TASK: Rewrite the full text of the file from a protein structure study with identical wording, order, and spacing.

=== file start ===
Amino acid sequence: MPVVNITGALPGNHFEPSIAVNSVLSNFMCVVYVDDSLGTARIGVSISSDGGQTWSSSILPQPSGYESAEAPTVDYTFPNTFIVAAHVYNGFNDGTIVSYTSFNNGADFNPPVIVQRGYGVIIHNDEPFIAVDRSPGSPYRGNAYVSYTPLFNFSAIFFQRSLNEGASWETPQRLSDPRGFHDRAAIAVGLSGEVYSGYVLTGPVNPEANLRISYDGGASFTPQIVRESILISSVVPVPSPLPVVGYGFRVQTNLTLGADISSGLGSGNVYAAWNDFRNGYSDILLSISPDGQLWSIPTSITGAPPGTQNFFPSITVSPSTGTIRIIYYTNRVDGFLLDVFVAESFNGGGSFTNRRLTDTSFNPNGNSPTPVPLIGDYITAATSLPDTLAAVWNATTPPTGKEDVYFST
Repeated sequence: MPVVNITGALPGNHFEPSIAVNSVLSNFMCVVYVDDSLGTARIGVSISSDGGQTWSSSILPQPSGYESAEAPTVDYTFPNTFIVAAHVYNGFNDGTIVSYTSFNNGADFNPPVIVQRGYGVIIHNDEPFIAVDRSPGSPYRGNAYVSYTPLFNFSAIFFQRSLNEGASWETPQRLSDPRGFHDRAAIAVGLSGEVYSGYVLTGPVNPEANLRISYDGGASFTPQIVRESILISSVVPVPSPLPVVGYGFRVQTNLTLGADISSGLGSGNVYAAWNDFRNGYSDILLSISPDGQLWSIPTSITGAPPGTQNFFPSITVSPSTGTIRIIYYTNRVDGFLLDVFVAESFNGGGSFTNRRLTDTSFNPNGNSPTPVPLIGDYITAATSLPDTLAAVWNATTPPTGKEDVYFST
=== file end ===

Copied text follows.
Amino acid sequence: MPVVNITGALPGNHFEPSIAVNSVLSNFMCVVYVDDSLGTARIGVSISSDGGQTWSSSILPQPSGYESAEAPTVDYTFPNTFIVAAHVYNGFNDGTIVSYTSFNNGADFNPPVIVQRGYGVIIHNDEPFIAVDRSPGSPYRGNAYVSYTPLFNFSAIFFQRSLNEGASWETPQRLSDPRGFHDRAAIAVGLSGEVYSGYVLTGPVNPEANLRISYDGGASFTPQIVRESILISSVVPVPSPLPVVGYGFRVQTNLTLGADISSGLGSGNVYAAWNDFRNGYSDILLSISPDGQLWSIPTSITGAPPGTQNFFPSITVSPSTGTIRIIYYTNRVDGFLLDVFVAESFNGGGSFTNRRLTDTSFNPNGNSPTPVPLIGDYITAATSLPDTLAAVWNATTPPTGKEDVYFST
Repeated sequence: MPVVNITGALPGNHFEPSIAVNSVLSNFMCVVYVDDSLGTARIGVSISSDGGQTWSSSILPQPSGYESAEAPTVDYTFPNTFIVAAHVYNGFNDGTIVSYTSFNNGADFNPPVIVQRGYGVIIHNDEPFIAVDRSPGSPYRGNAYVSYTPLFNFSAIFFQRSLNEGASWETPQRLSDPRGFHDRAAIAVGLSGEVYSGYVLTGPVNPEANLRISYDGGASFTPQIVRESILISSVVPVPSPLPVVGYGFRVQTNLTLGADISSGLGSGNVYAAWNDFRNGYSDILLSISPDGQLWSIPTSITGAPPGTQNFFPSITVSPSTGTIRIIYYTNRVDGFLLDVFVAESFNGGGSFTNRRLTDTSFNPNGNSPTPVPLIGDYITAATSLPDTLAAVWNATTPPTGKEDVYFST